Hurricane Irma rammed home the point that Floridians need leaders to provide more than a mop to deal with the damage and misery these mega-storms bring.
We just got overwhelmed by a natural disaster that showed again how vulnerable we are. Climate change – yes, deniers, it is real – will likely bring more storms the size of Irma, or maybe larger.
Oh, people will clean up from the most powerful storm to hit Florida in a quarter century. There will be investigations into the nursing home tragedy in Hollywood Hills. Some places might enact tougher building codes and things like that.
The bigger question, though, is whether Tallahassee will finally realize Florida needs some fundamental policy changes.
Take the catastrophic power failures throughout the state, for starters. There is an ongoing power struggle between large power companies and those who advocate for expanded use of solar power.
Solar was helpful during Irma.
In Coral Springs, for instance, where an estimated 300,000 people lost power Inside Climate News reported how that city kept solar-powered traffic lights functioning at 13 major intersections.
There were stories of individuals who used solar to power their homes even in hard-hit places with widespread electrical failures.
The wise thing to do would be to remove the many bureaucratic barriers and surcharges power companies charge homeowners who want to go off the grid.
Floridians want solar energy. They overwhelmingly passed Amendment 4 last year, which gave property tax breaks to homeowners who installed solar panels, with 73 percent of the vote.
This should be a front-burner conversation in Tallahassee.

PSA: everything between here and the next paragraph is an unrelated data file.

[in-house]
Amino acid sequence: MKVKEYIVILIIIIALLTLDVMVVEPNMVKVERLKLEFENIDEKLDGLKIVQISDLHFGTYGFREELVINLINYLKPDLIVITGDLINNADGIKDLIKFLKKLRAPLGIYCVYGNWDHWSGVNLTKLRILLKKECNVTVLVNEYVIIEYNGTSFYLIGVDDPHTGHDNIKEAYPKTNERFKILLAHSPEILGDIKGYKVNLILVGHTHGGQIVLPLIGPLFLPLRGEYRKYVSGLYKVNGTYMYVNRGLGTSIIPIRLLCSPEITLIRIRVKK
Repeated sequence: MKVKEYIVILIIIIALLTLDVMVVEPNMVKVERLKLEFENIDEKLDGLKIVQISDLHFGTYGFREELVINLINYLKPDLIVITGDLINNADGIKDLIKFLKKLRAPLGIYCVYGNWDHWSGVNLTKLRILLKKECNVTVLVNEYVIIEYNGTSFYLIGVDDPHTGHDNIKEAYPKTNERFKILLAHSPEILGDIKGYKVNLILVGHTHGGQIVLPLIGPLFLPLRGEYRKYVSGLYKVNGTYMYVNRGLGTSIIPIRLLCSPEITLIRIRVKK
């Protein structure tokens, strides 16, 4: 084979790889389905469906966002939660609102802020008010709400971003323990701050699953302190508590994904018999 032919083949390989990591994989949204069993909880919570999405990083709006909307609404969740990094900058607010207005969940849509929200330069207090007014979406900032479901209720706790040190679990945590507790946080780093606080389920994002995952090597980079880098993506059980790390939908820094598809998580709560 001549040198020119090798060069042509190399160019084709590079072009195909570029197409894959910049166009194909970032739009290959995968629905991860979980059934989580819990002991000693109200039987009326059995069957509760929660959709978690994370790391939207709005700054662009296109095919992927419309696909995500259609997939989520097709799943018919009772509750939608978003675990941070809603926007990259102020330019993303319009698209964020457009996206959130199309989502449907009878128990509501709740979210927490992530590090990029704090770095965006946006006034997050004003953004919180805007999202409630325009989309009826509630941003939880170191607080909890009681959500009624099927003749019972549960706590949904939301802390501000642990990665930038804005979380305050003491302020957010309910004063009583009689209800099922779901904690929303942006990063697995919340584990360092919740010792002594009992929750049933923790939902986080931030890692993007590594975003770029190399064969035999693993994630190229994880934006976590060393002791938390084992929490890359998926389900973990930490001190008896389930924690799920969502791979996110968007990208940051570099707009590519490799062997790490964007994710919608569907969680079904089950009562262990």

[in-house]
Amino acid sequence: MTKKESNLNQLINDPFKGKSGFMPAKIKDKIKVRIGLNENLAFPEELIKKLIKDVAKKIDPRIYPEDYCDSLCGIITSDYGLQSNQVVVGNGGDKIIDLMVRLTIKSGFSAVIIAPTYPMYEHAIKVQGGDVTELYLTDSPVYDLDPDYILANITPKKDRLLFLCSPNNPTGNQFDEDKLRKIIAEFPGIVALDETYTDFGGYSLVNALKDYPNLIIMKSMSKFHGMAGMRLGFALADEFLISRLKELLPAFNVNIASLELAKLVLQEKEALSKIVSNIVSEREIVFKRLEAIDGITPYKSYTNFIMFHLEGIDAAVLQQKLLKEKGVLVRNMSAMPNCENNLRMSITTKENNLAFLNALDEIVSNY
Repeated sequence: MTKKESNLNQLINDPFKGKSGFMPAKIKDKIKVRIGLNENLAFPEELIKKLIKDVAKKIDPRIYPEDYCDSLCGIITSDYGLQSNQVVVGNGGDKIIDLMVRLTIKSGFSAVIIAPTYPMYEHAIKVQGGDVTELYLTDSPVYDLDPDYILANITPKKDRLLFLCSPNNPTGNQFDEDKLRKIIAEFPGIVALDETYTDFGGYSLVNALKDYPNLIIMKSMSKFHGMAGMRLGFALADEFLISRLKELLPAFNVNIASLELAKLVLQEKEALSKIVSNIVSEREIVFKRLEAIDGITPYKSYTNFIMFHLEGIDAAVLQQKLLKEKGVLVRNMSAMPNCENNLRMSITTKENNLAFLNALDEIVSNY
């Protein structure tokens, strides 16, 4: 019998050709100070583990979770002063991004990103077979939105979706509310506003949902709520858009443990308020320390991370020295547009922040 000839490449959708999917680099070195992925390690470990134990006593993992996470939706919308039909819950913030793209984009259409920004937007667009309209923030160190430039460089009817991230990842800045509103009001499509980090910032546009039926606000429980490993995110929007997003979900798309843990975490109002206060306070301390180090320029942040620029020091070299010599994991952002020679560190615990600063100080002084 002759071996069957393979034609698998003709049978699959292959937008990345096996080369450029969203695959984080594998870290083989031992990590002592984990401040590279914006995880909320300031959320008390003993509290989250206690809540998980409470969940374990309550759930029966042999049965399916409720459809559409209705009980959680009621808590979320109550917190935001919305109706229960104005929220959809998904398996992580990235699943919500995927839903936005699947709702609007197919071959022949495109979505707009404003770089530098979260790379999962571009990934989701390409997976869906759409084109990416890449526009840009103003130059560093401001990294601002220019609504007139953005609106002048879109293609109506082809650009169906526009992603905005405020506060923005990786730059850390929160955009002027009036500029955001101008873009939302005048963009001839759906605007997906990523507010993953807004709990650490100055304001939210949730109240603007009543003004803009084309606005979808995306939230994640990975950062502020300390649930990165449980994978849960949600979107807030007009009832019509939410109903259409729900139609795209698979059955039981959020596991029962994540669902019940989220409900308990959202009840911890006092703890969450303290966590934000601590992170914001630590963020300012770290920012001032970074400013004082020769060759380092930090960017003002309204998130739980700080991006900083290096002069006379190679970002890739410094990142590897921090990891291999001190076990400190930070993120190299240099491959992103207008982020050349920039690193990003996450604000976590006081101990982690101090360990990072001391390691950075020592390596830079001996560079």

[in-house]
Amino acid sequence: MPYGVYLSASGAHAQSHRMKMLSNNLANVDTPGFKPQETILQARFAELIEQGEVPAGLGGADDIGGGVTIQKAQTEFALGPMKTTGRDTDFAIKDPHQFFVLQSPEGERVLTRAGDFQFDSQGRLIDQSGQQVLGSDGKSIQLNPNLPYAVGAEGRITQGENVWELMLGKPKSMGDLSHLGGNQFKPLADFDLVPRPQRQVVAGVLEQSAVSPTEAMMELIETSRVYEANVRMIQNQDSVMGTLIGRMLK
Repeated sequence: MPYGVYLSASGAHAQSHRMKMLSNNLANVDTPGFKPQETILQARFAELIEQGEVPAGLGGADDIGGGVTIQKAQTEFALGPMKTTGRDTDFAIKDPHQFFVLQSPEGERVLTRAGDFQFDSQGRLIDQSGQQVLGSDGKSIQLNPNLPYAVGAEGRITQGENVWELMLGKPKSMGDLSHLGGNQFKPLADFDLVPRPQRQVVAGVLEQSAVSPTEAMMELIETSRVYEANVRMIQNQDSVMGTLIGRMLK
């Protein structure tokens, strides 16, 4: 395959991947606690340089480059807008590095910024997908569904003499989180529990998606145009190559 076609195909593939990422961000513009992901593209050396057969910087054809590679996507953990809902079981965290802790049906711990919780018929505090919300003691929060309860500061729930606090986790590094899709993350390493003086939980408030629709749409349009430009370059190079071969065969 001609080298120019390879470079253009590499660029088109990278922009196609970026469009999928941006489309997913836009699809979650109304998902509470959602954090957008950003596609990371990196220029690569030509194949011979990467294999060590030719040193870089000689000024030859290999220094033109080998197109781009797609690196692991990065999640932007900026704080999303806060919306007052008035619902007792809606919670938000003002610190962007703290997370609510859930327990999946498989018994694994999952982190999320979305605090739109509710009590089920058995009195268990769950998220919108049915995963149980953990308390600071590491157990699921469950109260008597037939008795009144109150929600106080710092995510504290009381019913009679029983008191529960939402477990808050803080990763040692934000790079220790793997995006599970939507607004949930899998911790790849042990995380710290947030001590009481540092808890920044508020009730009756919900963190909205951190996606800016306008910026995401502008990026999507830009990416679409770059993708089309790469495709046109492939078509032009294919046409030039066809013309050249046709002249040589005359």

The state and local communities also could finally find the backbone to curb runaway coastal development. I know – insert laugh track here.
If common sense doesn’t win the argument though, maybe this will. The New York Times recently provided some staggering numbers about both the growth along Florida’s coasts and the cost associated with hurricane damage.
Since 1990, two years before Hurricane Andrew ripped apart large portions of South Florida, the state has added about 6 million people. That growth isn’t slowing.
The Times cited a 2016 Congressional Budget Office report that estimated hurricane damage costs $24 billion annually, a number that is expected to increase dramatically.
Ashley Dawson, a professor at the Princeton Environmental Institute, pointed out another potential danger in an op-ed that appeared in the Times a few days before Irma hit.
“ … there’s the threat of a storm-caused nuclear meltdown. The Turkey Point nuclear power station sits on an exposed island in Biscayne Bay, about 25 miles south of Miami,” she wrote.
“Built in the early 1970s, the aging plant depends on similar vulnerable backup systems to prevent a meltdown as those of Japan’s Fukushima plant, which is still leaking radiation.”
Washington needs to get in the game too. President Trump’s proposed budget called for a 16 percent cut at NOAA, an agency that proved to be kind of valuable in providing early and detailed warnings about Irma and other storms.
Add it up.
Millions of displaced residents. Billions in damages. Florida’s emergency response both before and after the storm was exemplary, but people deserve more to help mitigate these storms long before they arrive.
We can’t stop them, but better policies going forward might help limit the damage. That will require some hard decisions in Tallahassee starting now. Think they’re up to it?